Evaluating GHG simulation performance of DNDC in a boreal grassland setting
Forster, D and Deng, J and Harrison, MT and Shurpali, NJ, Evaluating GHG simulation performance of DNDC in a boreal grassland setting, International Symposium on Climate-Resilient Agri-Environmental Systems, 28-31 August 2022, Dublin, Ireland (2022) [Conference Extract]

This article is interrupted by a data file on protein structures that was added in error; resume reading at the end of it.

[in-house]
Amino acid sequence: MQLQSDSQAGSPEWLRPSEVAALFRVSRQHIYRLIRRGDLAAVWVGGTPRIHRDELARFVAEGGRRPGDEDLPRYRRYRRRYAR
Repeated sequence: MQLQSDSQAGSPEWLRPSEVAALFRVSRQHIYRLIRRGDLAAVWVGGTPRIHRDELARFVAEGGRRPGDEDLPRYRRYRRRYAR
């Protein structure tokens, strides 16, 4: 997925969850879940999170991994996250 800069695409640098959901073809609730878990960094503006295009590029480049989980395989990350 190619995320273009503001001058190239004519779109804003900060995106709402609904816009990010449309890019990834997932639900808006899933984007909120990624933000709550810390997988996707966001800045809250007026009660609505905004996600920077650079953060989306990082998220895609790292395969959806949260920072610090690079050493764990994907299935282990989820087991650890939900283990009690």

Food production in boreal regions is tending to expand into areas previously considered unproductive as a result of climate change. With increasing human populations and uncertainty regarding existing supply chains as well as the long-term viability of traditional bread-basket regions, northern countries are increasingly looking to their own under-exploited resources to increase food security. This is not without its risks and mismanagement can cause stable carbon sinks to become sources due to land-use change. Agroecological models are an important tool for assessing the long-term effects of management, yet in boreal regions their use has so far been limited and model evaluations have only been carried out in a handful of instances. One reason for this is the limited availability of measured data against which to effectively compare simulated data. To overcome these obstacles, we used existing eddy-covariance measurements to evaluate the ability of the process based DNDC model to simulate GHG emissions from a timothy/red clover grassland in eastern Finland over a 4-year period. These initial results suggest that DNDC is able to simulate gross primary production (GPP) R2 = 0.68, MAE = 14.4, RMSE = 26.6 and rBIAS = -30.8%, net ecosystem exchange (NEE) R2 = 0.54, MAE = 12.7, RMSE = 20.2 and rBIAS = 16.4%, and ecosystem respiration (Reco) R2 = 0.74, MAE = 11.35, RMSE = 15.43 and rBIAS = -41.2%. We then used an assessment criteria scoring method, where "poor" = 1, "fair" = 2, "good" = 3, and "excellent" = 4 for each evaluation method. Using this method, we determined that GPP and NEE simulations were "fair" whereas Reco was "good". These results indicate that DNDC can satisfactorily simulate GHG fluxes in a boreal grassland setting but further work is needed to refine model calibration and evaluation methods.